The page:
Colorful Legend of the Wild West
Calamity Jane, born Martha Jane Canary, is an enigma in Western legend. Much has been written about her, much of it fictional, but that's no different than male legends of the West. We do know this: she was one tough woman. Bigger-than-life, famous and infamous, a sure shot, a great horsewoman, she traveled in the circles of the West's most famous male icons and she was an icon herself. She could cuss, drink whiskey and shoot better than most men and she wore fringed buckskin pants and tunic when most women were wearing corsets, petticoats and dresses.
She was born in 1852 in Missouri, a beautiful girl, the oldest of six children. Her father had a gambling addiction and her mother worked occasionally as a prostitute to support her children. The family went out west to Montana, and Martha Jane was quickly orphaned at age 14 and had to support her siblings. She worked as an ox-team driver, laundress, nurse, whatever would pay, then a dance-hall girl, and finally as a prostitute. But she railed against stifling feminine constraints and landed a job as a scout.
In 1872, at age 19, she joined an Army contingent at the post in Goose Creek, Wyoming, commanded by Captain Egan, where she claimed to have saved him from marauding Indians in which six soldiers were killed. Jane wrote in her autobiography that Captain Egan said she saved him from calamity and, thus, named her "Calamity Jane."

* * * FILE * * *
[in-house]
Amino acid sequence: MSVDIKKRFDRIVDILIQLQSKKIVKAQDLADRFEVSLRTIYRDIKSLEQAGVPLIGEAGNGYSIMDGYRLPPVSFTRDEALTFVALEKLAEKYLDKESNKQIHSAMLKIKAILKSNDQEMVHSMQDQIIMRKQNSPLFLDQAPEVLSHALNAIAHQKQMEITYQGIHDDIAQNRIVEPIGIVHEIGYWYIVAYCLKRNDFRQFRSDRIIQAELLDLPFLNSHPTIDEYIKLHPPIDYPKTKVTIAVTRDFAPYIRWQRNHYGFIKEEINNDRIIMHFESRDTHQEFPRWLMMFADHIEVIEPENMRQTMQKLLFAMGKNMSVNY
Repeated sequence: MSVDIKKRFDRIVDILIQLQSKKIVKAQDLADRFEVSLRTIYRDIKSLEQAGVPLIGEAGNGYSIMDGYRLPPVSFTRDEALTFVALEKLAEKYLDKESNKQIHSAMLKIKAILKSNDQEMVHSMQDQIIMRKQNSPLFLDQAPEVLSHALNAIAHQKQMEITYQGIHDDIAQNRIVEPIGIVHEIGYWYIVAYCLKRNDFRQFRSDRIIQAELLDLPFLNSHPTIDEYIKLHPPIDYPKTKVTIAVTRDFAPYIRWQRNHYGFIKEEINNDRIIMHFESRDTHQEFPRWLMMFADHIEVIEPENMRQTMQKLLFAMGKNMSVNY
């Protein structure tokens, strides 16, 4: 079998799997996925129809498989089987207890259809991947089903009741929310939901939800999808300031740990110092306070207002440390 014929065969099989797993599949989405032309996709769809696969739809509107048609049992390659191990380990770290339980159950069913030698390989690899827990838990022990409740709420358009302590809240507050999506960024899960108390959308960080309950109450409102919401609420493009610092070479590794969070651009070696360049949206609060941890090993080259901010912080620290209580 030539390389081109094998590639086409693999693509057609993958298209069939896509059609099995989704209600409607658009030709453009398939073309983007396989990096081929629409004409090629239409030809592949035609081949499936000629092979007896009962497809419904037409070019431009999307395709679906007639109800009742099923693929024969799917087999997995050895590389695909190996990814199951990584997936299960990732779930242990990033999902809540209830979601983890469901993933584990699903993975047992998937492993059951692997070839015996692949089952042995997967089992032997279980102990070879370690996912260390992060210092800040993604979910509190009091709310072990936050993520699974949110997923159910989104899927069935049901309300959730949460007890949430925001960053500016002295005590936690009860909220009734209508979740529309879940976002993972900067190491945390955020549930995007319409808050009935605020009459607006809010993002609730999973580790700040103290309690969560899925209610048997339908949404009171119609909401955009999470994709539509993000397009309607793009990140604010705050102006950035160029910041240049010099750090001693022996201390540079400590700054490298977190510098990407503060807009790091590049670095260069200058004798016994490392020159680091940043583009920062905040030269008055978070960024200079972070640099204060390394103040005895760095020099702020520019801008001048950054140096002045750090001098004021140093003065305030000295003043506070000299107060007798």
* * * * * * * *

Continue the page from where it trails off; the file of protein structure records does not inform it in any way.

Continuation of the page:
Although some of the scouting adventures she recounted in a later autobiography were disputed, one story was confirmed. In 1875 or early 1876, she carried important dispatches for the army near the Big Horn River, swam the Platte River, and rode hard for 90 miles wet and cold to deliver the dispatches. Shortly after that, she rode to Fort Laramie to join a wagon train that included Wild Bill Hickok. Both were characters, heavy drinkers, big story tellers, and colorful creations of the frontier. They hit it off right away. She rode with Wild Bill and his good friend, Charlie Utter.
Wild Bill had worked for the founders of the Pony Express and, during the month of June 1876, Jane rode as a Pony Express rider from Deadwood to Custer, 50 miles over grueling Black Hills terrain. She stayed in Deadwood that summer, close to Wild Bill Hickok, whom she loved, until he was shot in the back of the head during a poker game. Jane was only 24 and his death took a piece of her heart. The rest of her life, she mourned him.
Shortly after Wild Bill's death, Jane was riding shotgun with stagecoach driver, John Slaughter, when they were attacked by Plains Indians. Slaughter was killed during the chase, and she took up the reins and drove hell-bent and lickety-split to Deadwood, saving the passengers.
Later, probably in 1878, Jane earned her reputation as a kind-hearted woman, too, when she took it upon herself to nurse many victims of a smallpox epidemic in Deadwood. By now, Jane's reputation had grown across the nation and newspapers reported her adventures to a hungry public. Americans had a voracious appetite for all things frontier and figures like Calamity Jane, Wild Bill, Buffalo Bill, Annie Oakley were the rage.
In 1893, Calamity Jane appeared in Buffalo Bill's Wild West Show and told her stories to rapt crowds in her inimitably crusty style. In 1901, she was recruited by the Pan-American Exposition to perform her stories, as well, and traveled all over the Midwest appearing at "dime museums" and selling her autobiography.